MEXICO : Aerial Surveillance to Boost Security and Fight Drug Lords

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Carrying radar, signals intelligence and electro-optics, the ISR patrols can cover large areas from standoff range, as they conduct their patrols at altitudes of 30,000 ft., virtually hidden from detection from hostiles the ground. Photo: Bird Aerosystems

The Mexican military and security forces are fielding an integrated network of intelligence gathering, surveillance and response capabilities designed to bolster homeland security and combat narco-trafficking.

The heart of the system – an Airborne Surveillance Intelligence and Observation (ASIO) system is unveiled and demonstrated today at Mexico’s Aerospace Exhibition FAMEX 2017 by the system developer, the Israeli company Bird Aerosystems.

ASIO was selected by the Mexicans as a manned, airborne intelligence gathering and surveillance system for homeland security, favored over an unmanned platform solution.

The system includes surveillance kits installed on various aircraft and land vehicles, including several specially modified Cessna Citation business jets, Bell 407ASIO helicopters and response teams operating on the ground.

 These special mission aircraft are part of a larger multi-layered security network designed to protect strategic assets, sites, and infrastructure across the country.
Unlike slow and more complex unmanned aerial vehicles (UAV) systems, the Citation jets are more efficient in covering large areas in different regions.
These patrols can cover large areas from standoff range, as they conduct their patrols at altitudes of 30,000 ft., virtually hidden from detection from hostiles the ground.

The primary elements operated by the system are special-mission aircraft equipped with Bird’s ASIO customized sensor suite.

The sensors are installed in a pod attached to the belly of specially modified Cessna Citation business jets that were converted by Bird into a special mission aircraft.

The conversion also included installation of uprated engines, increasing fuel capacity for longer endurance and upgrading of some of the avionic instrumentation into a missionized glass cockpit, installation of antennae and the sensor pod.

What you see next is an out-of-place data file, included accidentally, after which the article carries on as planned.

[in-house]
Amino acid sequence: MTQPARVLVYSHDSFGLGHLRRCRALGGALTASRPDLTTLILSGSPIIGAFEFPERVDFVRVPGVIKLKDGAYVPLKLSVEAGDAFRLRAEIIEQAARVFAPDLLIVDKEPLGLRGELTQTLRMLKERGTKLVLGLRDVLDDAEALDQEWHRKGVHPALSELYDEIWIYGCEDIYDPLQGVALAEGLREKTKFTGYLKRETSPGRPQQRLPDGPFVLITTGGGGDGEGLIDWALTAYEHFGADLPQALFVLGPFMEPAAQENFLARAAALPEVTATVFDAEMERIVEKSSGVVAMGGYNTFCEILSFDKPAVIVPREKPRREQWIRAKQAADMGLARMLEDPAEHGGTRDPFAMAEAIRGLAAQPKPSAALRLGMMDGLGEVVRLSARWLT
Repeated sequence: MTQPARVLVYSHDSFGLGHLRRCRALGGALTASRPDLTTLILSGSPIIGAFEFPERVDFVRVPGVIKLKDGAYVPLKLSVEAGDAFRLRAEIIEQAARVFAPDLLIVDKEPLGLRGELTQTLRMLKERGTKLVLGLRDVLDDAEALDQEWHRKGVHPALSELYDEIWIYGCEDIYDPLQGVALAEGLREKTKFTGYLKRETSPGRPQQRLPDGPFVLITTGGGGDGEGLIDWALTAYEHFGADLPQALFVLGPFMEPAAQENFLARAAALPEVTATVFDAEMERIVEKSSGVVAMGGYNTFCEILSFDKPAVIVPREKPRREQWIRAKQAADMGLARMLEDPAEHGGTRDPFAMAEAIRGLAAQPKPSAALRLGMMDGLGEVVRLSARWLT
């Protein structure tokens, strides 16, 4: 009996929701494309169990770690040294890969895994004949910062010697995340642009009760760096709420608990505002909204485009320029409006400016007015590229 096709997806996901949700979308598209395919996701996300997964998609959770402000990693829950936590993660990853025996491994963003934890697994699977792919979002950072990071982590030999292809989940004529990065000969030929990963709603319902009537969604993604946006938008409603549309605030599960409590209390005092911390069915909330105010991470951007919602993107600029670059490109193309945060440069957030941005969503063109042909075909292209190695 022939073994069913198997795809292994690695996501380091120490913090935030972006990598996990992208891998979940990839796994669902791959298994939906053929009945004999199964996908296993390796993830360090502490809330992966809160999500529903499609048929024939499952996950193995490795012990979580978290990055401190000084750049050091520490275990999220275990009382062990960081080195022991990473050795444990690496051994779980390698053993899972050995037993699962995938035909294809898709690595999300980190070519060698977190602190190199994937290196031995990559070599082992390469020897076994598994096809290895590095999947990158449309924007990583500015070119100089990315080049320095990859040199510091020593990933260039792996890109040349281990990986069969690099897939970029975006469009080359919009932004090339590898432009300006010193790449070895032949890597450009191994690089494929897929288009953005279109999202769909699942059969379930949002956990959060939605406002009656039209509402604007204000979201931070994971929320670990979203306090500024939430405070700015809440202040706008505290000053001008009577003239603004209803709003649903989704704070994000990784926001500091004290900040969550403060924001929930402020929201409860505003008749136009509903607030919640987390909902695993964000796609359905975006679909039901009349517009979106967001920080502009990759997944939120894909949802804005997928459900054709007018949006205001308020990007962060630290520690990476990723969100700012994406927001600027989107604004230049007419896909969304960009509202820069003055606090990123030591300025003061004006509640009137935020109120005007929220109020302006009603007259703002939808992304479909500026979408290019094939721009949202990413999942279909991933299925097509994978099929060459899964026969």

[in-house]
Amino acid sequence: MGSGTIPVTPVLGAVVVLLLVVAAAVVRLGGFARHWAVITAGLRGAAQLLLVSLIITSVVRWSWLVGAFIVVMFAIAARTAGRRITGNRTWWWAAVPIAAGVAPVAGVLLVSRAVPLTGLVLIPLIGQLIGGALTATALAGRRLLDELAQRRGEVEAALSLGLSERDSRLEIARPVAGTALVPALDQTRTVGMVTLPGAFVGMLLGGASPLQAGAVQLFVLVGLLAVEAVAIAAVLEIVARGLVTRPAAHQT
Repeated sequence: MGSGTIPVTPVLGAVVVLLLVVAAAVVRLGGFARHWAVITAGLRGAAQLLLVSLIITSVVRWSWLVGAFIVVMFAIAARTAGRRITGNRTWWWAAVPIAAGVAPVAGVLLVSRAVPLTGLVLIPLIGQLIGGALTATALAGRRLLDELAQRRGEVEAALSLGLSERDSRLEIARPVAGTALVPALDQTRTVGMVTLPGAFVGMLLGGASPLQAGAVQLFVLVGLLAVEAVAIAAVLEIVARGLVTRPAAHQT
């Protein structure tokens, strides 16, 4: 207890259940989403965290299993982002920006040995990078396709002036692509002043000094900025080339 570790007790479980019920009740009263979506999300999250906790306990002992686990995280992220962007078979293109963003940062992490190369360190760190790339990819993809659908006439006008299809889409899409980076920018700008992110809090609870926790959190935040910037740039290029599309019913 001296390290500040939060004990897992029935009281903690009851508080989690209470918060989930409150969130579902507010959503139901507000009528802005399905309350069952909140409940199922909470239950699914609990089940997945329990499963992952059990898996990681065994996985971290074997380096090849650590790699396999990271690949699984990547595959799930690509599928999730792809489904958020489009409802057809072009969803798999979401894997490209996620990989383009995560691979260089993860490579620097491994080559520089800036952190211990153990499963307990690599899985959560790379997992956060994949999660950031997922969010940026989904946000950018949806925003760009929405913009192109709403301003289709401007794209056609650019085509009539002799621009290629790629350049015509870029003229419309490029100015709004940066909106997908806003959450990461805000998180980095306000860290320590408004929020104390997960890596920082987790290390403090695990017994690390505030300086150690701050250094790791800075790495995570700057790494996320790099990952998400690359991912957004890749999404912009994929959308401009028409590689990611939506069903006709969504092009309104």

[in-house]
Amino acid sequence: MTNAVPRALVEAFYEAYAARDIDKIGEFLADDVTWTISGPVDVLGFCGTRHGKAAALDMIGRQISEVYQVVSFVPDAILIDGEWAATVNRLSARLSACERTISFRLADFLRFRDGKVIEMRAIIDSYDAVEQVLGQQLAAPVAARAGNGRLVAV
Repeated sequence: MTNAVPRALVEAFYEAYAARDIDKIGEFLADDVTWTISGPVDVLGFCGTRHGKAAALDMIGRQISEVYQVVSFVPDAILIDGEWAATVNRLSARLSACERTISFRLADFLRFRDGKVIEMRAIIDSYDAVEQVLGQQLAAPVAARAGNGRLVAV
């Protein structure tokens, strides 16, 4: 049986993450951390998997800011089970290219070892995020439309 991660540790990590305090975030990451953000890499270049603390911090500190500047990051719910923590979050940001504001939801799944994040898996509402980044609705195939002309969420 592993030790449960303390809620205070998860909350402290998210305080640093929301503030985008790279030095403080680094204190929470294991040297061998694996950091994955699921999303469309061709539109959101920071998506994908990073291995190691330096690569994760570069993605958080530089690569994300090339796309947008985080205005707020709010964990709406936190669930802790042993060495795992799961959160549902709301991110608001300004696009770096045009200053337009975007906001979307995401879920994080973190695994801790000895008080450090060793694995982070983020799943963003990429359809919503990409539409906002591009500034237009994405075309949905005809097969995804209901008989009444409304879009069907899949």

The cabin includes two workstations for the creation of an air- ground picture and mission control.

The user interface system developed by Bird provides common control tools for radar (for the Mexican project, the customer selected Selex 5000 radar).

A retractable electro-optical and communications and signals intelligence (COMINT/SIGINT) are also part of the suite.

All are controlled from common workstations, enabling efficient and intuitive operation by a small team.

The ASIO solution can be installed on a wide range of aircraft and is a complete yet highly customizable airborne operational system that addresses diverse operational requirements. The Mexican solution uses a specially modified Cessna Citation business jet. Photo: Bird Aerosystems
The live demonstration at FAMEX will present a fully operational scenario in which all the operating teams share a unified overview and real-time situational awareness, significantly enhancing security of borders, strategic sites and infrastructure. Photo: Bird Aerosystems

The ASIO solution can be installed on a wide range of aircraft and is a complete yet highly customizable airborne operational system that addresses diverse operational requirements. Integrated with BIRD’s unique Mission Management System and using the latest surveillance and monitoring sensors.

“By providing all team members with a unified situational awareness, BIRD’s new ASIO solution ensures that the entire team, from field commanders to decision makers, has an accurate and comprehensive situational overview as well as all the real-time information they need in order to make decisions.” Ronen Factor, Co-Chief Executive Officer, and Founder said.

The Bell 407ASIO helicopters are fitted with the special mission kits that includes EO payloads, C4I console and satellite communications terminal. Photo: Bird Aerosystems
Mexico has purchased the MDT Tiger protected vehicle to mobilize rapid reaction units as part of the nationwide homeland security force. Photo via MDT

The second element in the network is a fleet of ‘ASIO helicopters’ based on the Mexican Air Force’ Bell 407 GXP types, fitted with the special mission kits).

These helicopters are fitted with EO payloads, C4I console and satellite communications terminal enabling the helicopter to seamlessly communicate throughout the mission using specially designed satellite communications (SATCOM) terminal (helicopters often support limited bandwidth due to interference caused by the rotor) limited with the network and ground intervention vehicles, all sharing a common network for coordinated operation. elements on the ground these aircraft are practically hidden from ground o remain hidden from borne sensor Suspected activities detected by these airborne sensor platforms are used to scramble air patrols of helicopters, carrying electro-optical payloads for evidence collection.

They can also be weaponized to support ground operations. Finally, special intervention teams are also part of the system, dispatched to deal with specific events using MDT Tiger Armored Vehicles that are also fitted with a connected C4I console.

The Tiger armor protected vehicle from MDT. Photo: MDT

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